OSB Professional Liability Fund

Governor’s Order Extends Statute of Limitations

January 12, 2021
by Sharnel Mesirow

On December 17, 2020, Oregon Governor Kate Brown extended the state-issued Executive Order No. 20-67, which served to extend Executive Order No. 20-03 and the COVID-19 State of Emergency for a fifth time. Based on this latest extension, Executive Order 20-03 and the COVID-19 State of Emergency will be extended for an additional 60 days, through March 3, 2021. So what does this mean for statute of limitations issues for civil litigators?

House Bill 4212 was signed into law on June 30, 2020. The bill authorizes the Oregon Supreme Court to suspend or extend time periods that apply to court proceedings, including most civil matters, including tolling the period for the commencement of civil actions. See HB 4212, Sec. 6-7. Specifically, Section 7 of HB 4212 states: “If the expiration of the time to commence an action or give notice of a claim falls within the time in which any declaration of a state of emergency issued by the Governor related to COVID-19...the expiration of the time to commence the action or give notice of the claim is extended to a date 90 days after the declaration and any extension is no longer in effect.” (Emphasis added.)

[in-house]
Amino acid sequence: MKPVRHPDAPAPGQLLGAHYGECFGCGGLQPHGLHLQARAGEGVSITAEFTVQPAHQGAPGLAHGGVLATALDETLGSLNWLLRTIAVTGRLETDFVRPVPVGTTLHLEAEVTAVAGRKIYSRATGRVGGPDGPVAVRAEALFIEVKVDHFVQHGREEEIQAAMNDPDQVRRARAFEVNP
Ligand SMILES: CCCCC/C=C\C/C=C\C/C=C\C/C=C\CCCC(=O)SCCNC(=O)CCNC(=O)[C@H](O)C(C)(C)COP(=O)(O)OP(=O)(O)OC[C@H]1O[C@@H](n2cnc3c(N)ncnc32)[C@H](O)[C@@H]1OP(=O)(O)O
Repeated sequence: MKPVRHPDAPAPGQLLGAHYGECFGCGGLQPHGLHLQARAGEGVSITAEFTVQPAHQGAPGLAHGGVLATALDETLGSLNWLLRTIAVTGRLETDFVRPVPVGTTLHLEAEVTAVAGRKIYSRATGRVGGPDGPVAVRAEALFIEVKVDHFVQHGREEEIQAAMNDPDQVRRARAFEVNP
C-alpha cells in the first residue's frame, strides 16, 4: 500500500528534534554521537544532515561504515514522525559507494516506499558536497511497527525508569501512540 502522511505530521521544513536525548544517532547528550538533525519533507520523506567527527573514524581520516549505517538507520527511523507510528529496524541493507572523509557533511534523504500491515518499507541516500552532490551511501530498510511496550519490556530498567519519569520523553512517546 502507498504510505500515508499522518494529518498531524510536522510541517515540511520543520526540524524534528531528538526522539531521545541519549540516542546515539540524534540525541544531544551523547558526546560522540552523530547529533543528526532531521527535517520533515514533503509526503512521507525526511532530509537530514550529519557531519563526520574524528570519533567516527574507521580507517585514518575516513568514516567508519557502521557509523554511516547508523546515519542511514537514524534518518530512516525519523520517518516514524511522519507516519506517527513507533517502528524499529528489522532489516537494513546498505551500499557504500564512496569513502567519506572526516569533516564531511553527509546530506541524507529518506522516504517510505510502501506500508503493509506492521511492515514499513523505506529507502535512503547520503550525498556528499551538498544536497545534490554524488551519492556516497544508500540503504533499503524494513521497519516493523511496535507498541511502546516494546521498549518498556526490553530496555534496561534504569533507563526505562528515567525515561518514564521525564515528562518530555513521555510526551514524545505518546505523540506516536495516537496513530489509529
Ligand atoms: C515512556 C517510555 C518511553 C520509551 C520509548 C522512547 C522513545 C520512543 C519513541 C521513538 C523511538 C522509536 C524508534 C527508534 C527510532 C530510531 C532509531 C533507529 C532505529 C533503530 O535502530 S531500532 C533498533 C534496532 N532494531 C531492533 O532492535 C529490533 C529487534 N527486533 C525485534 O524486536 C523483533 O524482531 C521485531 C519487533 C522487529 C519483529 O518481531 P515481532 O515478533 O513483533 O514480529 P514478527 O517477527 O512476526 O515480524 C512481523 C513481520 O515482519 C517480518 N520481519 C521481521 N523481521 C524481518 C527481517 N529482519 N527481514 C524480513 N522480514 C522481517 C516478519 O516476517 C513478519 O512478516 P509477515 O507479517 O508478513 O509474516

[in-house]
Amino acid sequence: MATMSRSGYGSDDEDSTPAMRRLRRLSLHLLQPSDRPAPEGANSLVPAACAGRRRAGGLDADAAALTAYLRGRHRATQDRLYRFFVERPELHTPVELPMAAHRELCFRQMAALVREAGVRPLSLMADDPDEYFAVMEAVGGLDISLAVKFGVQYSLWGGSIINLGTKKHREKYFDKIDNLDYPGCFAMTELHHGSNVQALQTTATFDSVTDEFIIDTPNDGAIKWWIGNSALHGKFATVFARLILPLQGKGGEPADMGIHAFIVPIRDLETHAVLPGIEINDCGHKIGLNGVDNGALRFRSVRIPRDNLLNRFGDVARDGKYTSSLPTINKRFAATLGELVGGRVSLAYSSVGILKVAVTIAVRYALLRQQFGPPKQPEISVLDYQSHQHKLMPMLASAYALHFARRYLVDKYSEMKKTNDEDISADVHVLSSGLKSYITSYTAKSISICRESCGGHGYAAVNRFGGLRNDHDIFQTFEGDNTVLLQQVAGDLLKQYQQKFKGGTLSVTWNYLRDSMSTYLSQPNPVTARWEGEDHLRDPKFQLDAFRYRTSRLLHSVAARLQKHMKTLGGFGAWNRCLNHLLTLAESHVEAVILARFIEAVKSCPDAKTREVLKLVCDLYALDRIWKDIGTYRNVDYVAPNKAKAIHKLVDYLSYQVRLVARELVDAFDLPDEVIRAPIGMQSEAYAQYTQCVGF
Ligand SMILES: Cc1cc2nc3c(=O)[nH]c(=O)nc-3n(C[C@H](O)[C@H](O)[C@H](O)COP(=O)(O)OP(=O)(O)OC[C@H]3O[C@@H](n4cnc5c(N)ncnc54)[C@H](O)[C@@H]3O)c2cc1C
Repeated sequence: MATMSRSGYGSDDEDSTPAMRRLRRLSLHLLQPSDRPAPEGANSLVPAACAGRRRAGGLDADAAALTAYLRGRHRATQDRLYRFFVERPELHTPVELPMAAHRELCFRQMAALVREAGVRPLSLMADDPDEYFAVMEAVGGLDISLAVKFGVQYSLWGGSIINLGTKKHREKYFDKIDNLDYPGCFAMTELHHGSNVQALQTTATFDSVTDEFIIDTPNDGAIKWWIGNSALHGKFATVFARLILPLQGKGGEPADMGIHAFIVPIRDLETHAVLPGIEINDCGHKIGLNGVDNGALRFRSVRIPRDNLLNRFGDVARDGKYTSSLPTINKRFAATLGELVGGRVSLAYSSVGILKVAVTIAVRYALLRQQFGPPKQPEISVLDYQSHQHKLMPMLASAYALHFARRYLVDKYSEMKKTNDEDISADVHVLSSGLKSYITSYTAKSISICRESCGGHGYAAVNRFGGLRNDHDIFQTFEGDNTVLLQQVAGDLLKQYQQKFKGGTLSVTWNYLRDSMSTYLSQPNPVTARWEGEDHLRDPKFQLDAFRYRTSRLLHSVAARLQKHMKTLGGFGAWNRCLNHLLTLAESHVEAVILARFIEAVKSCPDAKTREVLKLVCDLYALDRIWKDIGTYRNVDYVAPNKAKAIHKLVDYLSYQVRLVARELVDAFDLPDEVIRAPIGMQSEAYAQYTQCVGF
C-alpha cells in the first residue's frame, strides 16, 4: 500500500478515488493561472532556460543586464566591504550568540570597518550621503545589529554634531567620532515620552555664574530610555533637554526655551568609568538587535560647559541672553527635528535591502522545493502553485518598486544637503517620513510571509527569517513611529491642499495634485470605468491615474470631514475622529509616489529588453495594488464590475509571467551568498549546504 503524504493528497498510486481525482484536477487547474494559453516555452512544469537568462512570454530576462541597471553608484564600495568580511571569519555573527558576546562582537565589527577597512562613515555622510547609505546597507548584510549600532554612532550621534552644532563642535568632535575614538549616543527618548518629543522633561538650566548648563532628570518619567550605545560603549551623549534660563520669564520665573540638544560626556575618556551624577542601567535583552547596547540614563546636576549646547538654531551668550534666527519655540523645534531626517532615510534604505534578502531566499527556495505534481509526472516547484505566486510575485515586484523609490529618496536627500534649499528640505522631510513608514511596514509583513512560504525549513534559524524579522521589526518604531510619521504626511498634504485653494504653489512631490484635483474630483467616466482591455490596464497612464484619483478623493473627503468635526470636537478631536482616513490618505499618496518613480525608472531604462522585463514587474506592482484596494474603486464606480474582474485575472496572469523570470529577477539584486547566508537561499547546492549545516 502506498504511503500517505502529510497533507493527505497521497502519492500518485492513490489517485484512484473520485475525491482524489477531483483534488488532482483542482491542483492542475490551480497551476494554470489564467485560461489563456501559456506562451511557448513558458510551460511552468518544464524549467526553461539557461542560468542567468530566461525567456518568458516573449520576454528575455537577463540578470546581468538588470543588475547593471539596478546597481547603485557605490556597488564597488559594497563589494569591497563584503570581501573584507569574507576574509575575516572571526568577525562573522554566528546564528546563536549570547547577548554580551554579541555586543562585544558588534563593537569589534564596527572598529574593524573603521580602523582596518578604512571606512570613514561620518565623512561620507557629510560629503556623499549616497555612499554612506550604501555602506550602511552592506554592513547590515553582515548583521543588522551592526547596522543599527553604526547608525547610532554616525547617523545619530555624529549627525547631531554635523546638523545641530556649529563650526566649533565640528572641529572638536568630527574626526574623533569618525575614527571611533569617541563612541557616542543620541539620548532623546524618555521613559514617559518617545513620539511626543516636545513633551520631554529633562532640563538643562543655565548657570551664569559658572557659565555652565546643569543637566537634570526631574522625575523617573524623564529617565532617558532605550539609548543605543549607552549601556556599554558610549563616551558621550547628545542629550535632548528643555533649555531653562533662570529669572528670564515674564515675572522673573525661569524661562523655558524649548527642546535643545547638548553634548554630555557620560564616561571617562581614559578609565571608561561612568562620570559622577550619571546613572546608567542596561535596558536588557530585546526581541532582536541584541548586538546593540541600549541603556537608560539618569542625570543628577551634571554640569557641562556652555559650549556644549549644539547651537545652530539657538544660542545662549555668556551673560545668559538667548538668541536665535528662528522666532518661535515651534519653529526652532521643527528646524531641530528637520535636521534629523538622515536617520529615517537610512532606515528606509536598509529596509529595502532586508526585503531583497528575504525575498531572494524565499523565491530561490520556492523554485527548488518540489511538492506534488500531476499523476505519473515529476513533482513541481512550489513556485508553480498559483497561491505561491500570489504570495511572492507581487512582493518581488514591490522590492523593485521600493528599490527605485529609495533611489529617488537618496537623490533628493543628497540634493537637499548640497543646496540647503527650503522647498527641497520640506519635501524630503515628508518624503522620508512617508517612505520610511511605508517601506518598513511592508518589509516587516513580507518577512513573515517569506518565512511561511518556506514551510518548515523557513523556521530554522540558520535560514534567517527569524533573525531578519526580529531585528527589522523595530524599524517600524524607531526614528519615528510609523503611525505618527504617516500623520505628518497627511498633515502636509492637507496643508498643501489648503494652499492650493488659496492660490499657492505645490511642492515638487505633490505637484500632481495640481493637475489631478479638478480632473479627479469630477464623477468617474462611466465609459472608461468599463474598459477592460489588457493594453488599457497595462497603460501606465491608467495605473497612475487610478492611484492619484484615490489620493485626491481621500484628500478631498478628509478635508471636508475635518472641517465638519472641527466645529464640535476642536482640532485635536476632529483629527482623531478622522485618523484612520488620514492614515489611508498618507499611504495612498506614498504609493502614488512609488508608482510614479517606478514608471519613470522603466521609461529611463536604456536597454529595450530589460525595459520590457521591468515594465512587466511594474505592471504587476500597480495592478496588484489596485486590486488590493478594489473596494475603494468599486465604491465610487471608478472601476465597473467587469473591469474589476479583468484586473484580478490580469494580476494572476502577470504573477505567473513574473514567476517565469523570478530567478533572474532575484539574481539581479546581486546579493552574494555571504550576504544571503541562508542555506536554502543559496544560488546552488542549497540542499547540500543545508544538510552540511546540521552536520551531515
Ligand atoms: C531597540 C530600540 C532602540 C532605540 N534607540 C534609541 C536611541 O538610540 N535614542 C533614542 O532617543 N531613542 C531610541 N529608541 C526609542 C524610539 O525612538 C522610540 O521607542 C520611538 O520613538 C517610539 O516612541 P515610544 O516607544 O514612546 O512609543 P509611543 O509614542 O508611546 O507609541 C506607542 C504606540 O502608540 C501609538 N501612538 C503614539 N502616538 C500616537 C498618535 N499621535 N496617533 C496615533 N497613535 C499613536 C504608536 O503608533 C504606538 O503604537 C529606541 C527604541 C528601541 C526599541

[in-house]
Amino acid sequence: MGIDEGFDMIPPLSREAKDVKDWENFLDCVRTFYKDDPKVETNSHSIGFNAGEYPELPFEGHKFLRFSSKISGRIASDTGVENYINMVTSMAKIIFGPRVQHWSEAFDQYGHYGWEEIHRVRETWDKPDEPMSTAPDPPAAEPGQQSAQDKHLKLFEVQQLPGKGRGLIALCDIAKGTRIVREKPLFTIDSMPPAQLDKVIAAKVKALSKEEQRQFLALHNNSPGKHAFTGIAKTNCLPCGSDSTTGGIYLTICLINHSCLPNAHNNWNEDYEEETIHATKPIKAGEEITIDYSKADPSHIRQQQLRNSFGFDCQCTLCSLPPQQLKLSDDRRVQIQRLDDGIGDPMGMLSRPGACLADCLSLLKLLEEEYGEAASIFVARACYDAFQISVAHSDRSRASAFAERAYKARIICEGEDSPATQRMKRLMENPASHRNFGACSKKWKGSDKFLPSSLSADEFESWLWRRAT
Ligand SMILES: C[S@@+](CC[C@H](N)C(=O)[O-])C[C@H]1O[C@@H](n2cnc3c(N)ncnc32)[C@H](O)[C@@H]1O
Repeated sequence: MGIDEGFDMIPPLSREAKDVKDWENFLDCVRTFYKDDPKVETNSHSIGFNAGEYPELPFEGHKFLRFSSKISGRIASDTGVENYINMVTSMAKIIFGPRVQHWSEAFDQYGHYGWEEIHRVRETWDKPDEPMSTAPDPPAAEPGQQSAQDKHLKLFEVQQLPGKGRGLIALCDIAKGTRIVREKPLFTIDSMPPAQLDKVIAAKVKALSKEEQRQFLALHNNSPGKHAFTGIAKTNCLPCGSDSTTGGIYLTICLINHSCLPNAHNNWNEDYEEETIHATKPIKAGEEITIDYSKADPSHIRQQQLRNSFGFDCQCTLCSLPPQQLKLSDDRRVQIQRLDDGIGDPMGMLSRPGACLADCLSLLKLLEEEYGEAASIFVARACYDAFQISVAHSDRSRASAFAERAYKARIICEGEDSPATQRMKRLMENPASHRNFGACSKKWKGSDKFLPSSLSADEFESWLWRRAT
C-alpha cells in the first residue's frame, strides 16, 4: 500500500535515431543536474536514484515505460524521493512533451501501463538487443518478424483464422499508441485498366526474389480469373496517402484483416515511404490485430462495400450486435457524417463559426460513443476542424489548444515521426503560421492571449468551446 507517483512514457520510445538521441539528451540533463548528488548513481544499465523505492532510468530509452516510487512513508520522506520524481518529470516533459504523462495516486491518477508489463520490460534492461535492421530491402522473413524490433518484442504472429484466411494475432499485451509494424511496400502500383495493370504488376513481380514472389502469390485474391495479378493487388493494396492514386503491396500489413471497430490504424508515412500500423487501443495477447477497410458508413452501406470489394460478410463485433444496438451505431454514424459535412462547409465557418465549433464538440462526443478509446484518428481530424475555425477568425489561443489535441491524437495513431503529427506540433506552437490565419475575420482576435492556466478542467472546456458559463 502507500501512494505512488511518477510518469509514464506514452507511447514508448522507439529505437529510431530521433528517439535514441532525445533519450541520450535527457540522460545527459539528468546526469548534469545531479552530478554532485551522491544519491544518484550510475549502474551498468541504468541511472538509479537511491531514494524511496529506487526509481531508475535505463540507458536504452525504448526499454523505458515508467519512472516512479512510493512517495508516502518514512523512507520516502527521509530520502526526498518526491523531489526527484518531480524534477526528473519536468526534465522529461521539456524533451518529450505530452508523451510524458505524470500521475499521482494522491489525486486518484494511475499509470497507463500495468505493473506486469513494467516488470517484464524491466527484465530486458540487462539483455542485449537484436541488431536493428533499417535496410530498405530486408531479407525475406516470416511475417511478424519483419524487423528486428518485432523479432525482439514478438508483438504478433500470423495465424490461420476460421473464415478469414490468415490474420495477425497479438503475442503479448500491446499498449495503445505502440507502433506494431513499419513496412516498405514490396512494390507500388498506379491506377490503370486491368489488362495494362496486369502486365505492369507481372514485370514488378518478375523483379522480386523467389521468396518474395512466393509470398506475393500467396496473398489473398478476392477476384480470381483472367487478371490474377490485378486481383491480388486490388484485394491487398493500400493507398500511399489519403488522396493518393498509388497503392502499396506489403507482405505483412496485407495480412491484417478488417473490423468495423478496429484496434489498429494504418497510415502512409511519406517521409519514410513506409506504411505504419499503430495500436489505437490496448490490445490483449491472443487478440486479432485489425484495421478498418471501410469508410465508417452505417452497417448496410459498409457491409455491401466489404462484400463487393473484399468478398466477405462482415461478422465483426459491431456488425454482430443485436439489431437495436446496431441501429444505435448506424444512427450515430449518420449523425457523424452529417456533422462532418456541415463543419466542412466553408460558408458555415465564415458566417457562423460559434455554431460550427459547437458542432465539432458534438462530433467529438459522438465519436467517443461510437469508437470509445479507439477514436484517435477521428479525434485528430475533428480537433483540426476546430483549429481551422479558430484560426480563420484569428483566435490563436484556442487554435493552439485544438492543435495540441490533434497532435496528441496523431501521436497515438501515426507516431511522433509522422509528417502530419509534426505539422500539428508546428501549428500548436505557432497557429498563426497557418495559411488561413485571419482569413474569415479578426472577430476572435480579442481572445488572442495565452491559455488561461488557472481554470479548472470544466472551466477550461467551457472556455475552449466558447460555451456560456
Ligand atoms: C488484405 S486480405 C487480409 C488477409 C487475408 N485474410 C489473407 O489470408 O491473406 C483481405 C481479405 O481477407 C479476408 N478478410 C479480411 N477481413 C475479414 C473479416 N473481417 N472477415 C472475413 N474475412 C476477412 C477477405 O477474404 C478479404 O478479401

Simply stated, the Governor’s order has extended the state of emergency through March 3, 2021, which will extend the statutes of limitations as stated in ORS 12.110 (two-year statute of limitations on negligence actions) and ORS 30.020 (three-year statute of limitations on wrongful death actions). If the Governor does not issue any further extensions, the statute of limitations on these civil matters will extend to June 1, 2021, or 90 days after the Governor’s extension is no longer in effect.

NOTE: As of the date of this writing, HB 4212 Section 7 will be automatically repealed on December 31, 2021.

Disclaimer: The operative language of HB 4212 has not yet been interpreted by state or federal appellate courts. Each practitioner should review the law to determine whether it might be applicable in any particular circumstance. This material is provided for informational purposes only and does not establish, report, or create the standard of care for attorneys in Oregon, nor does it represent a complete analysis of the topics. Readers should conduct their own appropriate legal research. The information presented does not represent legal advice.